Tuesday, 21 February 2012

The Shellfish Gene

We hit the surf clam motherlode on our last foraging trip. There's a particular place in one of the streams flowing back down to the sea which must have just the right combination of temperature, nutrients, sand and wee stones to provide them with an ideal home (surf clam style). They were still small but we have learned from experience how tasty they can be in a chowder.

My brother found an enormous shell from a recently-deceased native oyster Ostrea edulis. I'd never seen a true oyster shell that size; it must have been fully 16 centimetres across.

We also found a decent number of cockles and my mother insisted on collecting a load of wilks, common whelks, limpets and slightly gritty mussels. We banned those from the ensuing chowder. She also accepted a gift of a large bag of razorfish from a passing salt-wielding forager.

It took us about an hour and a half to clean and prep all the shellfish. We scrubbed them all and removed the beards from the mussels, then I cut open the razorfish and extracted the tastiest bits. My brother made a base for the chowder which included stock made from prawn shells, cream, herbs and potatoes. He then added the surf clams and cockles to cook until the shells opened. Meanwhile I boiled up the mussels, limpets, wilks and whelks in a separate pot. A dusting of flaked chipotle, garlic salt and chili-sauce provided the appropriate flavourings for the razorfish, which I then attempted to flash fry. I must now admit to having a condition known as frying-pan-not-hot-enough-because-my-mother's-stove-is-rubbish rage. I'm seeking treatment but it's quite specialised. The razorfish ended up rather rubbery as a result of half-boiling in the pan rather than truly frying. They were better raw as my brother conceded until I pointed out to him that the pieces were still moving at the time he tried one.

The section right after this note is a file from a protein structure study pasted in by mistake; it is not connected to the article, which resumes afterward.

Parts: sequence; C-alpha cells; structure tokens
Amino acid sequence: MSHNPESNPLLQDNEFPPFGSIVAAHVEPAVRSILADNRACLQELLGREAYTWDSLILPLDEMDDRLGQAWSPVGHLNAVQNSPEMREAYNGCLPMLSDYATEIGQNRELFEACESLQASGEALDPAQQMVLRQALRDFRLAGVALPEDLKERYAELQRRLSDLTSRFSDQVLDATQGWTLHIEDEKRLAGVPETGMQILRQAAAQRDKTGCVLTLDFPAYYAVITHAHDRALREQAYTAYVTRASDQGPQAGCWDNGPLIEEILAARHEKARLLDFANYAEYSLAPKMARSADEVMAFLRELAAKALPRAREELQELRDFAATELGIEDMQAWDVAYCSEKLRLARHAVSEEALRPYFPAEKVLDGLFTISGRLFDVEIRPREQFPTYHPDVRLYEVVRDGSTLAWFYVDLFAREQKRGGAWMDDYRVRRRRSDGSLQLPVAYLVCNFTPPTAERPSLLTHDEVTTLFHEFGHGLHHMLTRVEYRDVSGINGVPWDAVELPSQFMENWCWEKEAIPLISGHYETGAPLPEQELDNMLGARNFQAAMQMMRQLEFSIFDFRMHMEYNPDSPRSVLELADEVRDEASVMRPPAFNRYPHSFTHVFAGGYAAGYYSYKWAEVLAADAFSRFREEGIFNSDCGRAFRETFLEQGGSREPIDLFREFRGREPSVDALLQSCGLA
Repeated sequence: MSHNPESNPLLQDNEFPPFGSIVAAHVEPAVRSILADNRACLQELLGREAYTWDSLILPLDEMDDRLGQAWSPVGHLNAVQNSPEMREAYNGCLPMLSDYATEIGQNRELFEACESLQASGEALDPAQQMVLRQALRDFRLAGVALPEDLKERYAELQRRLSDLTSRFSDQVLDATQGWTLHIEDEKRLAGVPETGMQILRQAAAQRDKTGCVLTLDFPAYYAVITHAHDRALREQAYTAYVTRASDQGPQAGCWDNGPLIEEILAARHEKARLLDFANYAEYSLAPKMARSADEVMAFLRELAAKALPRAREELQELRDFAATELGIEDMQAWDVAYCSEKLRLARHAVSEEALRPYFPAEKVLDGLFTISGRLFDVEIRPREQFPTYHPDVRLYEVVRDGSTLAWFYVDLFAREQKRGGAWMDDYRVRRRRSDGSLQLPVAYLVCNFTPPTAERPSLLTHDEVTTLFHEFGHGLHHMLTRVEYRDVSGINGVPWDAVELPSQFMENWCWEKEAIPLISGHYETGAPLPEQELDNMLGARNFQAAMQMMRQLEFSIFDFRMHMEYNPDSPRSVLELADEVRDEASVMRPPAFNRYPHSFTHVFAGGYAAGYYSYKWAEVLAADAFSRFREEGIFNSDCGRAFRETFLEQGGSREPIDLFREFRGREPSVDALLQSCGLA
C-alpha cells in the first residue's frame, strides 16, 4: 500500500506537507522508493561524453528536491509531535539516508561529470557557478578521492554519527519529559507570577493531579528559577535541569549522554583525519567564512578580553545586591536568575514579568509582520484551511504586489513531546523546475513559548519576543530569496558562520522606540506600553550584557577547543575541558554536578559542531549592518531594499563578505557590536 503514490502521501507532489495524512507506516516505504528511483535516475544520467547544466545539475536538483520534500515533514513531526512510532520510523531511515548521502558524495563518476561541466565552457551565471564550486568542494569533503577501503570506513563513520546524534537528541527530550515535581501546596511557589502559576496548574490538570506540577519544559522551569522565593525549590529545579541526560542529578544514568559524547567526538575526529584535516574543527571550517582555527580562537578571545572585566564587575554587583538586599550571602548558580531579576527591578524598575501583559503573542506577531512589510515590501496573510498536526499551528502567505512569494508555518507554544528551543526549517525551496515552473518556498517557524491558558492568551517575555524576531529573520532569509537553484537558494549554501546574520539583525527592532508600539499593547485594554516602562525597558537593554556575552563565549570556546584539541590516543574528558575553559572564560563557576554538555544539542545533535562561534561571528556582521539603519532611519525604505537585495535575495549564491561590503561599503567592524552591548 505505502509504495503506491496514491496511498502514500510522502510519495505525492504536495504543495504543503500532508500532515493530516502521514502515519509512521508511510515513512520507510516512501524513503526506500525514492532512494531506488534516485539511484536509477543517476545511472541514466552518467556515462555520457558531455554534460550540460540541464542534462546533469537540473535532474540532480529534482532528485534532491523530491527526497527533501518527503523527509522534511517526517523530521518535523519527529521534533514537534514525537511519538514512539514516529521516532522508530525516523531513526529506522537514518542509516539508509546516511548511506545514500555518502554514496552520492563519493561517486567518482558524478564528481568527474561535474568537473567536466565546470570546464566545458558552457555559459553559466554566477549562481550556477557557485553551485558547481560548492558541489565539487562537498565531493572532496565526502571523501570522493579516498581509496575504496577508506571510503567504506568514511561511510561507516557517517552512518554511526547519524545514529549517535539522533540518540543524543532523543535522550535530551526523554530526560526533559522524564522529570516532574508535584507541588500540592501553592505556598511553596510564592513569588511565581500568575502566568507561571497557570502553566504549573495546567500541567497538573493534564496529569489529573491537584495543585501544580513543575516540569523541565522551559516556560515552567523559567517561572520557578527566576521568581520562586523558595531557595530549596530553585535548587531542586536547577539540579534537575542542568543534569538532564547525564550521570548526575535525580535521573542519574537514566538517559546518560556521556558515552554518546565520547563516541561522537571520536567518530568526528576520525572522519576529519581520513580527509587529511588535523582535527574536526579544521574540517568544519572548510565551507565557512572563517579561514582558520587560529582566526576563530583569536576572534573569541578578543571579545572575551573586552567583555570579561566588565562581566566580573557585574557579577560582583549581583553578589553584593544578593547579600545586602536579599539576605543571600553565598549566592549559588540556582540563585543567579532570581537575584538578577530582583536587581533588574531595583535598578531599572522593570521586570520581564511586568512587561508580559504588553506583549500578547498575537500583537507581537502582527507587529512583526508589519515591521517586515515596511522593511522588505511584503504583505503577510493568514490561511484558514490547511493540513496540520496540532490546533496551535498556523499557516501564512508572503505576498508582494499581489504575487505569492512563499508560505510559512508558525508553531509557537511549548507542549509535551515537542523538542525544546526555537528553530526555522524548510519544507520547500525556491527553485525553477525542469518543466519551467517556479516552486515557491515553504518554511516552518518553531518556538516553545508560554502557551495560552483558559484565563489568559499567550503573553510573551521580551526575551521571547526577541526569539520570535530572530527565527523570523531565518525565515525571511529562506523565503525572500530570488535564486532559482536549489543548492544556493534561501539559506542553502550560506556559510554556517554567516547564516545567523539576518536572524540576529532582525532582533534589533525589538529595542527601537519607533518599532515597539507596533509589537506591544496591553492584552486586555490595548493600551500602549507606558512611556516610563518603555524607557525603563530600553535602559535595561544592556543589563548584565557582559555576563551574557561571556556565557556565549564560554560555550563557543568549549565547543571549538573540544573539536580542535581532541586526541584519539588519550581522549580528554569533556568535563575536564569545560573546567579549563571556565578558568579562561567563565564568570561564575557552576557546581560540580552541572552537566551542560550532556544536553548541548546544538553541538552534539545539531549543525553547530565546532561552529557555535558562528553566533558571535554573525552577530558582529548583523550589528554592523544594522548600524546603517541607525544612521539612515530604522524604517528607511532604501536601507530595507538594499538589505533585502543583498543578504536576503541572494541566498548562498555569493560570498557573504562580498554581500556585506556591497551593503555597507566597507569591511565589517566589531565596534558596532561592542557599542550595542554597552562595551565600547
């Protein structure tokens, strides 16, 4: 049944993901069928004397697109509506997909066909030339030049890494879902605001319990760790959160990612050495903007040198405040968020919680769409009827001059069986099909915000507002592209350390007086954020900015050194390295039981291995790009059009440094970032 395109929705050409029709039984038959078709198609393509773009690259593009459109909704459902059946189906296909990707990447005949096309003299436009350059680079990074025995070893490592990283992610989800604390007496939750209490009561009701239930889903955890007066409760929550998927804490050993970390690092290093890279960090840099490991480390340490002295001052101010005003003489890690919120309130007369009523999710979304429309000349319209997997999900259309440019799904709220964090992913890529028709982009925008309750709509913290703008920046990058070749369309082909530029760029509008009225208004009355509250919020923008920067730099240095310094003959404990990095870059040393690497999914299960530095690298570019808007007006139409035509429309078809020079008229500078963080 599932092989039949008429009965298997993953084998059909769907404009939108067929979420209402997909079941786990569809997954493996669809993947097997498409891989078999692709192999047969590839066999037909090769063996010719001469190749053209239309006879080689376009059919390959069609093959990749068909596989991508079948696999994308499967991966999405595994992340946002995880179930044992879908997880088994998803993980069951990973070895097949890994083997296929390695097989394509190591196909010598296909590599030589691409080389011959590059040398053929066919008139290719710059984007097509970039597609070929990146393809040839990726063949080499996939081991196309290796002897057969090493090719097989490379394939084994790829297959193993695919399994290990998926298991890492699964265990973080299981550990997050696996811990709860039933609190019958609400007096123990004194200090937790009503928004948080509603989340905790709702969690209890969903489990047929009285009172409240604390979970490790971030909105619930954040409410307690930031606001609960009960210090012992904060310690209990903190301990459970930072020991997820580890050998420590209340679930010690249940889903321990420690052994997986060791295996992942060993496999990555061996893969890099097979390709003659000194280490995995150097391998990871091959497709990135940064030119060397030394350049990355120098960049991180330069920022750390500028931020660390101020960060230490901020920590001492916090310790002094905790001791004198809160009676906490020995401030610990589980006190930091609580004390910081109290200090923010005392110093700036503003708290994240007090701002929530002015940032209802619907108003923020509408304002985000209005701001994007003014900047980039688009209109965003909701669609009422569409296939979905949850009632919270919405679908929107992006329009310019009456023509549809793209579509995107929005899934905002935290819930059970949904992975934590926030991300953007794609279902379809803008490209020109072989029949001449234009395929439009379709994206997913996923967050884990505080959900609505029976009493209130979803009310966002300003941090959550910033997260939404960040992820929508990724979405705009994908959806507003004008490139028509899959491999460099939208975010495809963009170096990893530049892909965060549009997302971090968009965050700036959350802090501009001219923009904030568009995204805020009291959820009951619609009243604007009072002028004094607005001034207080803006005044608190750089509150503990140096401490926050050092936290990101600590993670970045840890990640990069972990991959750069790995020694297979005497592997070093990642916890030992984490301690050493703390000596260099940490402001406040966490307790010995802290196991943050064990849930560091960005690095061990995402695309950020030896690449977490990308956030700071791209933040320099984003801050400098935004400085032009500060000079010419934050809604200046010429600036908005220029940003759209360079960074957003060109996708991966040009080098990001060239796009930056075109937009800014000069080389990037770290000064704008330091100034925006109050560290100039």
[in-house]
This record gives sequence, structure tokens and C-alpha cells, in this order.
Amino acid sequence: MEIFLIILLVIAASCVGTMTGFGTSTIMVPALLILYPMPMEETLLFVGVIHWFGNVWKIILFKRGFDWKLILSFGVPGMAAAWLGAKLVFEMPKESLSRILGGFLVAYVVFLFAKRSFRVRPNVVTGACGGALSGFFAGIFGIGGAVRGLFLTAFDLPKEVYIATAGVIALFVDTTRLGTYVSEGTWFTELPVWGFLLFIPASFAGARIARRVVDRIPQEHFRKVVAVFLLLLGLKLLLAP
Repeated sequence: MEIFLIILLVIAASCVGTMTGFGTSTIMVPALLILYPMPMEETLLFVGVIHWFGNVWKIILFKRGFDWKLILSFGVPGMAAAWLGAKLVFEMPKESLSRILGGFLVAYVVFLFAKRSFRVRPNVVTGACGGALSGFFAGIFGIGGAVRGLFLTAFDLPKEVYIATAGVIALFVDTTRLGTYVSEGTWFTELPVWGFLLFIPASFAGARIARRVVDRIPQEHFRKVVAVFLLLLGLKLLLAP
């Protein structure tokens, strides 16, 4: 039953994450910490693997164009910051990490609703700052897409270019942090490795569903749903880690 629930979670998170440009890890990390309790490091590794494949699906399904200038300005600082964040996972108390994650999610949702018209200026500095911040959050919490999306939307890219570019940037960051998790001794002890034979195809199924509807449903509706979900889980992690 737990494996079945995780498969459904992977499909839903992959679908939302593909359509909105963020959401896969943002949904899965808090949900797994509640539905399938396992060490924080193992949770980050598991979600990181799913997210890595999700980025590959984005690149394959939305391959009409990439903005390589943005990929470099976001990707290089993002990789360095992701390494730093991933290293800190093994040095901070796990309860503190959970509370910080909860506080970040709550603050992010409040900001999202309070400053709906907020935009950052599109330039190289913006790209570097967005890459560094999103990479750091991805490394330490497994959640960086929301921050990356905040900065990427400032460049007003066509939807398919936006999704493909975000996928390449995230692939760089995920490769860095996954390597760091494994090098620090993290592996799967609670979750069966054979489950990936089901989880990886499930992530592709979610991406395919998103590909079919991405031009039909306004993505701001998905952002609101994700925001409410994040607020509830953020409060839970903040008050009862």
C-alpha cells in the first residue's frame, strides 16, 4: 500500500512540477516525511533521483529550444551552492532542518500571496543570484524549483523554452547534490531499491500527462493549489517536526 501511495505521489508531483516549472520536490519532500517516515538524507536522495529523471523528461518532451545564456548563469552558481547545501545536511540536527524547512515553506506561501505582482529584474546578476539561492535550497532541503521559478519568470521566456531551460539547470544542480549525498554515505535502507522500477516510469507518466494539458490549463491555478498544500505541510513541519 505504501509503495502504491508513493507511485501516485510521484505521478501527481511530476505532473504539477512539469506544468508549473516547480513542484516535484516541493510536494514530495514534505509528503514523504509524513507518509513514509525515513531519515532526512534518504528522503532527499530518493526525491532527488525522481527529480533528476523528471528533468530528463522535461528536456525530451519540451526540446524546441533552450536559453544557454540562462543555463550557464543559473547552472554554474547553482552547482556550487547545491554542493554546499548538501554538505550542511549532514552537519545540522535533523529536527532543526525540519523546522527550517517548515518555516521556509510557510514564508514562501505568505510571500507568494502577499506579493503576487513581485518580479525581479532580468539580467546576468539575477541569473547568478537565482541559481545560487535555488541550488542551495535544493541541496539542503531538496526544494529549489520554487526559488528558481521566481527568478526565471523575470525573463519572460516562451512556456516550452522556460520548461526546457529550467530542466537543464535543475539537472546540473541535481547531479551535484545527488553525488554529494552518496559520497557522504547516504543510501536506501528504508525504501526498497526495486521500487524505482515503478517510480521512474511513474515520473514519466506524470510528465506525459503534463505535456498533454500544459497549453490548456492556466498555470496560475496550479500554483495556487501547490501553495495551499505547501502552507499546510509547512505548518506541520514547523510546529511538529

We already had enough shellfish to feed a rugby team and make 70s-style shell-covered table lamps for all their extended families, when my mother announced that this lot was just our starter and that we were also having main course and dessert. The chowder was rich, flavoursome and wonderfully messy to eat. I also managed a few mussels, a couple of bulots (whelk) and even a vulcanised limpet.

Another excellent family meal scavenged from Gastrobeach for free (apart from the smoked ham joint and chocolate ice cream).

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